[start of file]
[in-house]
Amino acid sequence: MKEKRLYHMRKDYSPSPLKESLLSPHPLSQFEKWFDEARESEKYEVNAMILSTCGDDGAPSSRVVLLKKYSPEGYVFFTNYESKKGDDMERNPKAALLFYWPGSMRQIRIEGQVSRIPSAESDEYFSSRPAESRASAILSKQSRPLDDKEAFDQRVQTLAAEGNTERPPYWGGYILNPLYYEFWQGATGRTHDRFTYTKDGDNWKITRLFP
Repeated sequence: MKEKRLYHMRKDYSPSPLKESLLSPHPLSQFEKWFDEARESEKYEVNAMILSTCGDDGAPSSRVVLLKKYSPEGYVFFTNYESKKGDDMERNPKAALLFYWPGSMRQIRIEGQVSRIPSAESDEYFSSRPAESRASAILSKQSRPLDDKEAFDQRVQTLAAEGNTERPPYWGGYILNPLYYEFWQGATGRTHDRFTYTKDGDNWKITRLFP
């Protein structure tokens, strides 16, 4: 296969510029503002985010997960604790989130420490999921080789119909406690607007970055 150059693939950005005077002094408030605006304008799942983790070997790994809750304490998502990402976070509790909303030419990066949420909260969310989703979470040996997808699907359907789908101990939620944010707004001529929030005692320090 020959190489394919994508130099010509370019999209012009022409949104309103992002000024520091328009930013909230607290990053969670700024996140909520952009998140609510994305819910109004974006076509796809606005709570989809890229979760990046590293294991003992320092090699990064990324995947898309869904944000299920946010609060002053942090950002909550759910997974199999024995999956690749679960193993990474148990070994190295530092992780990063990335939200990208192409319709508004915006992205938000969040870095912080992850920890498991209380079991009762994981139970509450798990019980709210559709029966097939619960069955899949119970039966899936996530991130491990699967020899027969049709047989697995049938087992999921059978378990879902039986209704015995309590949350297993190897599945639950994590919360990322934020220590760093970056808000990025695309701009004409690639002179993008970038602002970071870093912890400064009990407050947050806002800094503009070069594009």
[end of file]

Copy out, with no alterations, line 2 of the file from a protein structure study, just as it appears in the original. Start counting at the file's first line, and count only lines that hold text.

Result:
Amino acid sequence: MKEKRLYHMRKDYSPSPLKESLLSPHPLSQFEKWFDEARESEKYEVNAMILSTCGDDGAPSSRVVLLKKYSPEGYVFFTNYESKKGDDMERNPKAALLFYWPGSMRQIRIEGQVSRIPSAESDEYFSSRPAESRASAILSKQSRPLDDKEAFDQRVQTLAAEGNTERPPYWGGYILNPLYYEFWQGATGRTHDRFTYTKDGDNWKITRLFP